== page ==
Remark.

Think of medical applications, e.g., HIV testing or tumour diagnosis.
In such a case, accuracy as a metric fails to quantify what we are aiming for.
 Remark.

If only 1% of the cases have true \(y_i=1\), then a dummy classifier that always outputs \(\hat{y}_i=0\) has 99% accuracy.
Metrics such as precision and recall (and their aggregated version, Fmeasure) aim to address this problem.
Precision
\[ \text{Precision} = \frac{\text{TP}}{\text{TP}+\text{FP}} \]
If the classifier outputs \(1\), what is the probability that this is indeed true?
2,2]/(C[2,2]+C[2,1]) # Precision C[
## [1] 0.83636
Recall (a.k.a. sensitivity, hit rate or true positive rate)
\[ \text{Recall} = \frac{\text{TP}}{\text{TP}+\text{FN}} \]
If the true class is \(1\), what is the probability that the classifier will detect it?
2,2]/(C[2,2]+C[1,2]) # Recall C[
## [1] 0.58044
 Remark.

Precision or recall? It depends on an application. Think of medical diagnosis, medical screening, plagiarism detection, etc. — which measure is more important in each of the settings listed?
As a compromise, we can use the Fmeasure (a.k.a. \(F_1\)measure), which is the harmonic mean of precision and recall:
\[ \text{F} = \frac{1}{ \frac{ \frac{1}{\text{Precision}}+\frac{1}{\text{Recall}} }{2} } = \left( \frac{1}{2} \left( \text{Precision}^{1}+\text{Recall}^{1} \right) \right)^{1} = \frac{\text{TP}}{\text{TP} + \frac{\text{FP} + \text{FN}}{2}} \]
Show that the above equality holds.
2,2]/(C[2,2]+0.5*C[1,2]+0.5*C[2,1]) # F C[
## [1] 0.68529
The following function can come in handy in the future:
< function(Y_pred, Y_test)
get_metrics
{< table(Y_pred, Y_test) # confusion matrix
C stopifnot(dim(C) == c(2, 2))
c(Acc=(C[1,1]+C[2,2])/sum(C), # accuracy
Prec=C[2,2]/(C[2,2]+C[2,1]), # precision
Rec=C[2,2]/(C[2,2]+C[1,2]), # recall
F=C[2,2]/(C[2,2]+0.5*C[1,2]+0.5*C[2,1]), # Fmeasure
# Confusion matrix items:
TN=C[1,1], FN=C[1,2],
FP=C[2,1], TP=C[2,2]
# return a named vector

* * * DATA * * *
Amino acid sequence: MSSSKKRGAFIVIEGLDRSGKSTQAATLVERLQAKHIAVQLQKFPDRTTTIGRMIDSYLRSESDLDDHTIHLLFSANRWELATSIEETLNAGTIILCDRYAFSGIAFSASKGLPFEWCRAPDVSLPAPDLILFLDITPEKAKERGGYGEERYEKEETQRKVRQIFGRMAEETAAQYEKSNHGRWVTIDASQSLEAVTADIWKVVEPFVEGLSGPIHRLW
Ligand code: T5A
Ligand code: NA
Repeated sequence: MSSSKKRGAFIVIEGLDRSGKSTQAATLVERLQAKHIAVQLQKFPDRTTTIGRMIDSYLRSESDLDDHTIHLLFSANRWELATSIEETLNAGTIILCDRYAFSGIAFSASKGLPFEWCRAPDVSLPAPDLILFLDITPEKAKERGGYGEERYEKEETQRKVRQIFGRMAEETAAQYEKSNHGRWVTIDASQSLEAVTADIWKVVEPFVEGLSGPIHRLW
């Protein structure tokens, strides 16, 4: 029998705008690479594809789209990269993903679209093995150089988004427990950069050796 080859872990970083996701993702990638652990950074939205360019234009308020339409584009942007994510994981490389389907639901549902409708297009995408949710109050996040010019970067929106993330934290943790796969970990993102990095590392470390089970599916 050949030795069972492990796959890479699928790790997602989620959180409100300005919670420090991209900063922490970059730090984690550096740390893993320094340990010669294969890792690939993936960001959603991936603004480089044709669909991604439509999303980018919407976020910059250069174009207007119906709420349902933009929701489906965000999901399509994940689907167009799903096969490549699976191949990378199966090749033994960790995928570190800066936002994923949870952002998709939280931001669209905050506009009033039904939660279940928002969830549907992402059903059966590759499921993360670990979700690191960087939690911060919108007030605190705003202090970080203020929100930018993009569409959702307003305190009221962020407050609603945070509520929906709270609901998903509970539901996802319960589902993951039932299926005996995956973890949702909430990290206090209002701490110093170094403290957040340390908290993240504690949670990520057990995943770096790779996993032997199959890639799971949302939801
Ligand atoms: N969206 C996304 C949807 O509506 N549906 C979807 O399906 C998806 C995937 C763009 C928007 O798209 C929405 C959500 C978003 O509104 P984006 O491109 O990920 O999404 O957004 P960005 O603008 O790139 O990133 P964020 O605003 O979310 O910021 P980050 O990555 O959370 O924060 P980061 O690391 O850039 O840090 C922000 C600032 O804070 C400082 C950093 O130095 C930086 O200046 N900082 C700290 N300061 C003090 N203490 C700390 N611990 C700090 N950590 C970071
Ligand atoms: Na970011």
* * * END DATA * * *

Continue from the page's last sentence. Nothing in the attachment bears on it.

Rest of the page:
) }
get_metrics(Y_pred, Y_test)
## Acc Prec Rec F TN FN
## 0.91378 0.83636 0.58044 0.68529 1607.00000 133.00000
## FP TP
## 36.00000 184.00000
3.3.2 How to Choose K for KNN Classification?
We haven’t yet considered the question which \(K\) yields the best classifier.
Best == one that has the highest predictive power.
Best == with respect to some chosen metric (accuracy, recall, precision, Fmeasure, …)
Let’s study how the metrics on the test set change as functions of the number of nearest neighbours considered, \(K\).
Auxiliary function:
< function(k, X_train, X_test, Y_train, Y_test)
knn_metrics
{< knn(X_train, X_test, Y_train, k=k) # classify
Y_pred get_metrics(Y_pred, Y_test)
}
For example:
knn_metrics(5, Z_train, Z_test, Y_train, Y_test)
## Acc Prec Rec F TN FN
## 0.91429 0.82251 0.59937 0.69343 1602.00000 127.00000
## FP TP
## 41.00000 190.00000
Example call to evaluate metrics as a function of different \(K\)s:
< seq(1, 19, by=2)
Ks < as.data.frame(t(
Ps sapply(Ks, # on each element in this vector
# apply this function
knn_metrics, # aux args
Z_train, Z_test, Y_train, Y_test )))
 Remark.

Note that
sapply(X, f, arg1, arg2, ...)
outputs a listY
such thatY[[i]] = f(X[i], arg1, arg2, ...)
which is then simplified to a matrix.  Remark.

We transpose this result,
t()
, in order to get each metric corresponding to different columns in the result. As usual, if you keep wondering, e.g., whyt()
, play with the code yourself – it’s fun fun fun.
Example results:
round(cbind(K=Ks, Ps), 2)
## K Acc Prec Rec F TN FN FP TP
## 1 1 0.92 0.77 0.72 0.74 1574 90 69 227
## 2 3 0.92 0.79 0.66 0.72 1587 108 56 209
## 3 5 0.91 0.82 0.60 0.69 1602 127 41 190
## 4 7 0.91 0.82 0.56 0.67 1604 138 39 179
## 5 9 0.91 0.84 0.58 0.69 1607 133 36 184
## 6 11 0.91 0.85 0.56 0.68 1611 138 32 179
## 7 13 0.91 0.83 0.57 0.68 1606 136 37 181
## 8 15 0.91 0.83 0.55 0.66 1607 144 36 173
## 9 17 0.91 0.82 0.53 0.64 1607 149 36 168
## 10 19 0.90 0.81 0.52 0.63 1603 151 40 166
Figure 3.6 is worth a thousand tables though (see ?matplot
in R). The reader is kindly asked to draw conclusions themself.
3.3.3 Training, Validation and Test sets
In the \(K\)NN classification task, there are many hyperparameters to tune up:
Which \(K\) should we choose?
Should we standardise the dataset?
Which variables should be taken into account when computing the Euclidean distance?
 Remark.